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Provinces must do more to prevent fracking-induced earthquakes: expert

Fracking has allowed prolific development of unconventional oil and gas fields that have revolutionized the industry across North America.

Dave Olecko/Nexen

Provincial regulators are struggling to keep up with a fracking boom that has caused small earthquakes in British Columbia and Alberta and could result in a larger one in the future, one of Canada's top experts on seismic risks said on Thursday.

British Columbia's Oil and Gas Commission confirmed this week that a 4.6-magnitude earthquake in the shale gas fields of the province's northeast last summer was caused by hydraulic fracturing, the industry practice of using high-pressure water to crack rock and extract natural gas or oil.

The quake – which shook workers but caused no damage – illustrates the need for more monitoring and better risk assessment, geophysicist Gail Atkinson, professor at the University of Western Ontario, said in an interview on Thursday.

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"I do think the industry is on the right track, but we need to keep working with them closely and keep on them to keep moving," said Dr. Atkinson.

Dr. Atkinson holds a national research chair in hazards from induced seismicity.

"In the long run, we'd like to be able to understand what is going on and control and mitigate events before they happen. We need to make sure that we don't end up with a large event in a location where it could cause damage."

The summer earthquake surpassed two induced earthquakes of 4.4 magnitude in Alberta and one of similar magnitude in B.C. last year that have been attributed to gas drilling activities, adding to growing concerns about the controversial extraction process, commonly known as fracking.

The technology has allowed prolific development of unconventional oil and gas fields that have revolutionized the industry across North America, and changed the global oil business. U.S. oil production has soared by 80 per cent since 2009, from 5.3 million barrels a day to 9.3 million this month, while North American natural gas supply has seen a similar growth.

But critics say intensive fracking raises risks of groundwater contamination, methane leaks and induced seismic activity.

Industry-caused earthquakes have been registered in several U.S. states, including Ohio, Texas and Oklahoma, as well as in Britain and the two western provinces. Often they occur when companies inject large volumes of waste water under ground, but in mountainous oil- and gas-fields of British Columbia and Alberta, the seismic activity has occurred as a result of the fracking process itself.

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A 2014 study by the Geological Survey of Canada found that in northeast B.C., 24 earthquakes occurred in 2002-03, before hydraulic fracturing started in the area. From 2006-09, with light-to-moderate fracking taking place, there were 146 earthquakes. In 2010-11, with fracking activity peaking, there were 189 quakes.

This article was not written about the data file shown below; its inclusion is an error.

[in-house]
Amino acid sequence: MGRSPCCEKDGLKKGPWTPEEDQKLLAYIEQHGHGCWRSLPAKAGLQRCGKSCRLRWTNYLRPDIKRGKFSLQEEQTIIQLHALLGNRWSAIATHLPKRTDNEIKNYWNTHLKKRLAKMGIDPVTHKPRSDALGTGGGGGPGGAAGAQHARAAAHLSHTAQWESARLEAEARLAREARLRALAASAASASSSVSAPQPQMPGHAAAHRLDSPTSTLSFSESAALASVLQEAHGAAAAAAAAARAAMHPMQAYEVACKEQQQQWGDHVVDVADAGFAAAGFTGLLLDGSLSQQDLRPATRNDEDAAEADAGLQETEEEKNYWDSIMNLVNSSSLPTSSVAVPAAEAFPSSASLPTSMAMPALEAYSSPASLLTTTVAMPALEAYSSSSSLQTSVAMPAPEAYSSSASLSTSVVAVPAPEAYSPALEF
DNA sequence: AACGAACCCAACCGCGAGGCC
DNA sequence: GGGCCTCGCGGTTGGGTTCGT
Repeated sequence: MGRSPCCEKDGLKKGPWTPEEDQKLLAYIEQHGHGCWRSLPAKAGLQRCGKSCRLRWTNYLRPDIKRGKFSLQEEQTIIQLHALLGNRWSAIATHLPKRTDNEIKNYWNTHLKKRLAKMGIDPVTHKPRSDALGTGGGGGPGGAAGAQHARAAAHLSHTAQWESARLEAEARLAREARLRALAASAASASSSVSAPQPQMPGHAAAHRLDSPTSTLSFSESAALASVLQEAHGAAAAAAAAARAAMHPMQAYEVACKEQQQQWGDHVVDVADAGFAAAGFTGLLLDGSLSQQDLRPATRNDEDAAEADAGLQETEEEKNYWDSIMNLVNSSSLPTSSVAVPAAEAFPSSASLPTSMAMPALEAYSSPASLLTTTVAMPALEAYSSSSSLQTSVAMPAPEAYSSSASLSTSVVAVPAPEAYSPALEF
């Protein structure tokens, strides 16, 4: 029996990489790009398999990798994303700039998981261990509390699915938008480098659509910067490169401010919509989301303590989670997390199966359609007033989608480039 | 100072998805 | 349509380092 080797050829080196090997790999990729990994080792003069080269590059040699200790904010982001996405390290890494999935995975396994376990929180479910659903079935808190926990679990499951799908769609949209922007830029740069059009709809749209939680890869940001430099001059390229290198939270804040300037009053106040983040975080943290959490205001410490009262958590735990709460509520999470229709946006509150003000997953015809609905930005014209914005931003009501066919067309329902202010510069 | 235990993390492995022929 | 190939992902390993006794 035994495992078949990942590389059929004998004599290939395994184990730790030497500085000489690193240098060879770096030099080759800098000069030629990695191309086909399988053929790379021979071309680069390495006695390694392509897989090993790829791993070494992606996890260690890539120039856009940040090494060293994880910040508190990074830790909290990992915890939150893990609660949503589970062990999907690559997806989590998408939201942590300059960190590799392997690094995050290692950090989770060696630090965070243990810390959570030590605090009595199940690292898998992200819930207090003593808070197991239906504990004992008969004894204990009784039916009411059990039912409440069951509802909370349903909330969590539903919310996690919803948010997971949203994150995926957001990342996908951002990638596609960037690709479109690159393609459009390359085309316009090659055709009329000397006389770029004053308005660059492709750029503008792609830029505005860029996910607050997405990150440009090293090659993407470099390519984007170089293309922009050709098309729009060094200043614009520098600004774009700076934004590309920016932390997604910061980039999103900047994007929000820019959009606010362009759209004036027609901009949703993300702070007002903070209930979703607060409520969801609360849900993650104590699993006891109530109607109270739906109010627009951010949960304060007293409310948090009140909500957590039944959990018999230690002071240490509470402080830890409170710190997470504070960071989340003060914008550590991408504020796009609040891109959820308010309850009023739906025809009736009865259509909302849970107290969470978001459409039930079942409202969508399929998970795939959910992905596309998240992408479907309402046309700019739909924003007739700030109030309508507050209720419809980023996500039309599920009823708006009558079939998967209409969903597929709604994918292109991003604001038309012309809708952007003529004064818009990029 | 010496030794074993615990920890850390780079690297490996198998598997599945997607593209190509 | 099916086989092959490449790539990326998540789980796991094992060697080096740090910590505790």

In B.C. and Alberta, any quakes at magnitude 4.0 or above that are related to fracking trigger an immediate shutdown until a mitigation plan can be worked out and approved by regulators. "The operator has to stop, contact us and come up with a mitigation plan before they can proceed and then, of course, we'll monitor that ever so much more closely from then on," said Ken Paulson, chief operating officer of the BC Oil and Gas Commission.

The Canadian Association of Petroleum Producers has voluntary guidelines that urge companies to assess the risk of seismic activity before drilling, and to adjust pressure and water volumes in the fracking operation to reduce risks.

However, in Oklahoma, where high-volume waste-water injection has caused quakes, regulators have imposed even tougher rules. There, producers wanting a drilling permit must submit geological evidence that assesses seismic conditions. A permit will not be issued if conditions are deemed too risky. Under a "yellow light" permit, the operators can work for only six months, must shut down the well every 60 days to take specific pressure readings, and must stop if they encounter a prescribed level of seismic activity.

Dr. Atkinson said the voluntary approach is insufficient.

"It is my opinion that regulators do have a role to play in encouraging good practice and creating a level playing field, and that regulations around good practice and monitoring are probably good for everyone, including operators," she said.

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About the Authors
Global Energy Reporter

Shawn McCarthy is an Ottawa-based, national business correspondent for The Globe and Mail, covering a global energy beat. He writes on various aspects of the international energy industry, from oil and gas production and refining, to the development of new technologies, to the business implications of climate-change regulations. More

National correspondent

Mark Hume is a National Correspondent for The Globe and Mail, based in Vancouver, writing news and feature stories on a daily basis about his home province of British Columbia. His weekly column, which often challenges the orthodoxy on environmental issues, appears every Monday. More


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